Mississippi Burning at the Supreme Court

On Monday, President Obama awarded Medals of Freedom to James Chaney, Andrew Goodman, and Michael Schwerner. This year marks the fiftieth anniversary of their deaths. Early in the summer of 1964, the three men were working with the Mississippi voter registration drive known as “Freedom Summer.” Local police arrested them for a supposed traffic violation and then released them in the middle of the night into the hands of the Ku Klux Klan. The lynch mob beat them, shot them, and buried them beneath an earthen dam. The FBI’s eventual discovery of their bodies put to rest claims of white Mississippians that the civil rights workers’ disappearance was some sort of publicity stunt. The search for their bodies lasted through much of the summer and became a national news story, fueled in large part by the fact that Goodman and Schwerner were white northerners. Their murders pushed public opinion further behind the cause of the civil rights struggle, helping to lay the groundwork for the Voting Rights Act of 1965.

The tragic history of Chaney, Goodman, and Schwerner—which would be popularized in the 1988 movie Mississippi Burning—included a major Supreme Court decision. United States v. Price involved the appeal of a federal district court opinion that dismissed the indictments of eighteen members of the Ku Klux Klan, including three government officials (Cecil Price was a deputy sheriff), for the federal crime of conspiring to deprive individuals of their constitutional rights. The Justices heard oral arguments in November 1965. Arguing the case for the government was none other than Thurgood Marshall, who had recently been appointed Solicitor General.

On opening his oral argument, Marshall summarized the chilling facts of the case: “It is alleged that three of the defendants, namely the sheriff of Neshoba County, his deputy, and a local policeman, used their official powers to release the victims who were in state custody, [and] turned them over to a lynch mob, which one of the officers had shielded by his presence, with the view that they’d be summarily punished without benefit of trial and as alleged in defiance of the Due Process Clause of the Fourteenth Amendment.”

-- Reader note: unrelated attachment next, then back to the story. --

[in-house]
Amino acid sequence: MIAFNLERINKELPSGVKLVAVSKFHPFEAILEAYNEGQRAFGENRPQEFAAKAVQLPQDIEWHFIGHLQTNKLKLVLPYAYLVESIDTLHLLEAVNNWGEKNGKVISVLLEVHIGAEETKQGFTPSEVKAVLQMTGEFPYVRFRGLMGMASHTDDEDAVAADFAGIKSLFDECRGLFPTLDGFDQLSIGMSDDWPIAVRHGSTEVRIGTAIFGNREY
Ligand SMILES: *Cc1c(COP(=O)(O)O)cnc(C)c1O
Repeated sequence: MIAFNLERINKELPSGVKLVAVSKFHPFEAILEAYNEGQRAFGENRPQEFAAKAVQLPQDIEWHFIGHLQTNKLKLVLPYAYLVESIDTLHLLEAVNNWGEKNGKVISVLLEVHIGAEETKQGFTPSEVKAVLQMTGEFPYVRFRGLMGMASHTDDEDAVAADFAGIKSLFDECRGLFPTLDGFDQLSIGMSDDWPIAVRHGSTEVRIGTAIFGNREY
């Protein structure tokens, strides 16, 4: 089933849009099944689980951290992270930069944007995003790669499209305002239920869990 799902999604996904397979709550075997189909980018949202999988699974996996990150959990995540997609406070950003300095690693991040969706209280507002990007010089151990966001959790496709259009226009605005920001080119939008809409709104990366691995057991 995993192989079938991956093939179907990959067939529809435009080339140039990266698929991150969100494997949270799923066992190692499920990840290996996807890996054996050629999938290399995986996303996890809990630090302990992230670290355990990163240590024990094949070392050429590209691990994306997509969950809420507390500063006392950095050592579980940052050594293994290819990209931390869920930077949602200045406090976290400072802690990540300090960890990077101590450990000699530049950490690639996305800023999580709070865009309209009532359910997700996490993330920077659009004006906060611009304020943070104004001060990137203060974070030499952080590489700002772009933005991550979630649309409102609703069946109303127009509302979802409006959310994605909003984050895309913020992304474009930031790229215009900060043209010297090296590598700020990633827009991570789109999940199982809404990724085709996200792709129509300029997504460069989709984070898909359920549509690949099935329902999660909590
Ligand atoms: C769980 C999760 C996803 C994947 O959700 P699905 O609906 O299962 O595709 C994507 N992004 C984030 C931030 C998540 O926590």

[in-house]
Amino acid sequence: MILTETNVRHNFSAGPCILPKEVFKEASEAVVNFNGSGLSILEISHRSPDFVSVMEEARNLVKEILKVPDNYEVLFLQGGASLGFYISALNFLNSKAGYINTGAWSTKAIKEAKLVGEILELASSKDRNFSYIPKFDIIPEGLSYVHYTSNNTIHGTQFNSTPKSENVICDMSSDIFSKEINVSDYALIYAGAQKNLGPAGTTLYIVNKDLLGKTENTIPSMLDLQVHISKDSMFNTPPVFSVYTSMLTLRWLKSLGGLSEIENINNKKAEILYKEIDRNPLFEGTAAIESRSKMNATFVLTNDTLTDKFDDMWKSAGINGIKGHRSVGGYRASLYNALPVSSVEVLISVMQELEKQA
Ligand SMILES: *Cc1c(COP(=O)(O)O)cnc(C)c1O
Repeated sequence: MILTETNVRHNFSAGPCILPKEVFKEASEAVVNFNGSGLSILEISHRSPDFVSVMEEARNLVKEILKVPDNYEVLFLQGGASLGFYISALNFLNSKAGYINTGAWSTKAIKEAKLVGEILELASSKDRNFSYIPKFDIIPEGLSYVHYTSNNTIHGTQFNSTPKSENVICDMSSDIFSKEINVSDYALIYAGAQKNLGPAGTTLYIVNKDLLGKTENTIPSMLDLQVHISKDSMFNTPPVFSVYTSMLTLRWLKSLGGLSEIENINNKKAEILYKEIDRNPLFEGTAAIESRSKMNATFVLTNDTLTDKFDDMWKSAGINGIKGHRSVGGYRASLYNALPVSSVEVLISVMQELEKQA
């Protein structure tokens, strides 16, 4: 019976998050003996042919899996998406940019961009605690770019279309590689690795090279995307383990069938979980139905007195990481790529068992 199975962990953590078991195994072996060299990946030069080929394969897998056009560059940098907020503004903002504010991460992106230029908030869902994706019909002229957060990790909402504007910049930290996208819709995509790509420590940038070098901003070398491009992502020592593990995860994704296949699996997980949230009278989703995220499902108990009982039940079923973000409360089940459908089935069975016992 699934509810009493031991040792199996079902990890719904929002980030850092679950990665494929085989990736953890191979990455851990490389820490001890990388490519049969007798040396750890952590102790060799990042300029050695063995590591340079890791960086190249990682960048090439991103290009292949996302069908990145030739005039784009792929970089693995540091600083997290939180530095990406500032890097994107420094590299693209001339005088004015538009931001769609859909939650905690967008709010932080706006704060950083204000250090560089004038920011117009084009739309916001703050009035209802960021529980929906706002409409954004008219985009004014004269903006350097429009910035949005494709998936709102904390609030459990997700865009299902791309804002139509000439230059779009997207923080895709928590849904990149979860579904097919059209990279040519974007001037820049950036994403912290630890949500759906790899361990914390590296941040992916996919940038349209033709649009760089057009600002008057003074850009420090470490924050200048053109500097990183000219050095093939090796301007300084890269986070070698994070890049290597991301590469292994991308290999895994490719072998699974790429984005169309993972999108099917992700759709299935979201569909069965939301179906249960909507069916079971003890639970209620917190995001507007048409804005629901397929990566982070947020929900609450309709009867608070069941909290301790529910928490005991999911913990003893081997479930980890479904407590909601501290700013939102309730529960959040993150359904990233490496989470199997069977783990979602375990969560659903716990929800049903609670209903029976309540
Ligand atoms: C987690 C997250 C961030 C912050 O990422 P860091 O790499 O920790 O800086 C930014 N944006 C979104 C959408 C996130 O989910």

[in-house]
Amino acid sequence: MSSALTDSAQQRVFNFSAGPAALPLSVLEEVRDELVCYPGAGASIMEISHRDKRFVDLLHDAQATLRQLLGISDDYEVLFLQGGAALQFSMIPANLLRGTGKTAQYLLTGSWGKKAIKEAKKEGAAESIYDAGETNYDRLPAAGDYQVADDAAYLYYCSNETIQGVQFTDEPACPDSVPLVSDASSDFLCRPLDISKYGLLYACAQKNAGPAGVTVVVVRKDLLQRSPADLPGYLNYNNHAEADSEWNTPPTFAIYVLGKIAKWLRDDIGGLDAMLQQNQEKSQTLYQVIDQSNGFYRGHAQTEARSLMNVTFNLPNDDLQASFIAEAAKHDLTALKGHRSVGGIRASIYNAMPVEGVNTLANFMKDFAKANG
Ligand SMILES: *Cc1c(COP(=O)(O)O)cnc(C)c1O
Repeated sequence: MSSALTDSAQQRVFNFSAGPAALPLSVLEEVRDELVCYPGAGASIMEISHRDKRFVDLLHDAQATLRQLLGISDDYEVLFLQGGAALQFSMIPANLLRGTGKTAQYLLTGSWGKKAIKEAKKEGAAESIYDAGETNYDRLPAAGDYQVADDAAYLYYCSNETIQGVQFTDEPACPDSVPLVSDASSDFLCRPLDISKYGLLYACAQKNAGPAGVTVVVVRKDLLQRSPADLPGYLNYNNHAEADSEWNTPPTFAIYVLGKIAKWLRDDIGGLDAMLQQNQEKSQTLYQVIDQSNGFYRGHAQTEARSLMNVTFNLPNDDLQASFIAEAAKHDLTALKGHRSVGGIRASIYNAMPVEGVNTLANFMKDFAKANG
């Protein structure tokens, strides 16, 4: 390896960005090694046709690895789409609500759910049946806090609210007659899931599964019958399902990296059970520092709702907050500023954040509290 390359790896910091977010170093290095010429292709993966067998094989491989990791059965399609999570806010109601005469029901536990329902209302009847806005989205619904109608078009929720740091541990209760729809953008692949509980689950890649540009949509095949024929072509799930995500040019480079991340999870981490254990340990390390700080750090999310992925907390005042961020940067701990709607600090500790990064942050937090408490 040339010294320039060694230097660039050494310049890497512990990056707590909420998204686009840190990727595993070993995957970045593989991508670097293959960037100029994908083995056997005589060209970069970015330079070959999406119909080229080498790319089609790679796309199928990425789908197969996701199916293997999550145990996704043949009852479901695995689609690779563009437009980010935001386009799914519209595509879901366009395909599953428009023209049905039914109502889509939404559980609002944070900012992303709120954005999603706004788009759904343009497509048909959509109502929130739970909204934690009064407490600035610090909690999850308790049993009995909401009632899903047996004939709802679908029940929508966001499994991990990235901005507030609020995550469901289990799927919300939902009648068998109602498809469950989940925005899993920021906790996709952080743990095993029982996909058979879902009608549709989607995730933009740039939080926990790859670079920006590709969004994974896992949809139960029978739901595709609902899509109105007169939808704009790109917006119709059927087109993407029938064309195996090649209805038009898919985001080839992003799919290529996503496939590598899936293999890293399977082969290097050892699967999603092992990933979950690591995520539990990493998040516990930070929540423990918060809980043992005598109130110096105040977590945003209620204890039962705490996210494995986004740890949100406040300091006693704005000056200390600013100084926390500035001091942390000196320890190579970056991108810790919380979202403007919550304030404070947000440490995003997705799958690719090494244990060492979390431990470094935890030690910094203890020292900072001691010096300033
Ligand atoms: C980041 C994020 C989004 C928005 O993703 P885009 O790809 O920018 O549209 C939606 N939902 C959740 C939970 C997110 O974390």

Listen to the Oyez audio clip of the rest of the opening of Marshall’s oral argument here.

(Note: Marshall was interrupted by questions from the bench only two times during his entire presentation. This was an indication that the justices were basically in agreement with Marshall’s reading of the relevant federal law—the justices peppered his opposing counsel with skeptical questions—and a reflection of the norms at oral argument during the Warren Court, which was quite different from today’s more justice-centered oral arguments.)

The Supreme Court, in an opinion by Justice Abe Fortas, unanimously reversed the district court. The subsequent trial resulted in the conviction of seven men for conspiracy to kill Schwerner, Chaney, and Goodman.

Decades later Mississippi reopened its investigation into the three killings. In 2005 a jury found Edgar Ray Killen guilty of manslaughter. Killen is currently serving his sentence in state prison.

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